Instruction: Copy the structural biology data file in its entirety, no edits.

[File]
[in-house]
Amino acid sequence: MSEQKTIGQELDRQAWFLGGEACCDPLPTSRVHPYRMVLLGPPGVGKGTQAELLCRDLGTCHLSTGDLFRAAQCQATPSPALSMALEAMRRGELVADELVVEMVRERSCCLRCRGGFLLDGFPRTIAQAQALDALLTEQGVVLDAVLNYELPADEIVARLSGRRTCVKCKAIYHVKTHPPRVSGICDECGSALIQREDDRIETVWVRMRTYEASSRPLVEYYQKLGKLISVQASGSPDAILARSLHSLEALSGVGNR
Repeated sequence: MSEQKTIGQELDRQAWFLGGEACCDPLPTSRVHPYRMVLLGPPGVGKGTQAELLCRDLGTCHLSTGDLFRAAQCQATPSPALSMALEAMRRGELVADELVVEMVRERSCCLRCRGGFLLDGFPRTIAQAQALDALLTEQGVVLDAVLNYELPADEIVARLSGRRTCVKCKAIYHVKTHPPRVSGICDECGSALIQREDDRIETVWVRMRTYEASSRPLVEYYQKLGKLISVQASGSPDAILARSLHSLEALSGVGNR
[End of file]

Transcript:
[in-house]
Amino acid sequence: MSEQKTIGQELDRQAWFLGGEACCDPLPTSRVHPYRMVLLGPPGVGKGTQAELLCRDLGTCHLSTGDLFRAAQCQATPSPALSMALEAMRRGELVADELVVEMVRERSCCLRCRGGFLLDGFPRTIAQAQALDALLTEQGVVLDAVLNYELPADEIVARLSGRRTCVKCKAIYHVKTHPPRVSGICDECGSALIQREDDRIETVWVRMRTYEASSRPLVEYYQKLGKLISVQASGSPDAILARSLHSLEALSGVGNR
Repeated sequence: MSEQKTIGQELDRQAWFLGGEACCDPLPTSRVHPYRMVLLGPPGVGKGTQAELLCRDLGTCHLSTGDLFRAAQCQATPSPALSMALEAMRRGELVADELVVEMVRERSCCLRCRGGFLLDGFPRTIAQAQALDALLTEQGVVLDAVLNYELPADEIVARLSGRRTCVKCKAIYHVKTHPPRVSGICDECGSALIQREDDRIETVWVRMRTYEASSRPLVEYYQKLGKLISVQASGSPDAILARSLHSLEALSGVGNR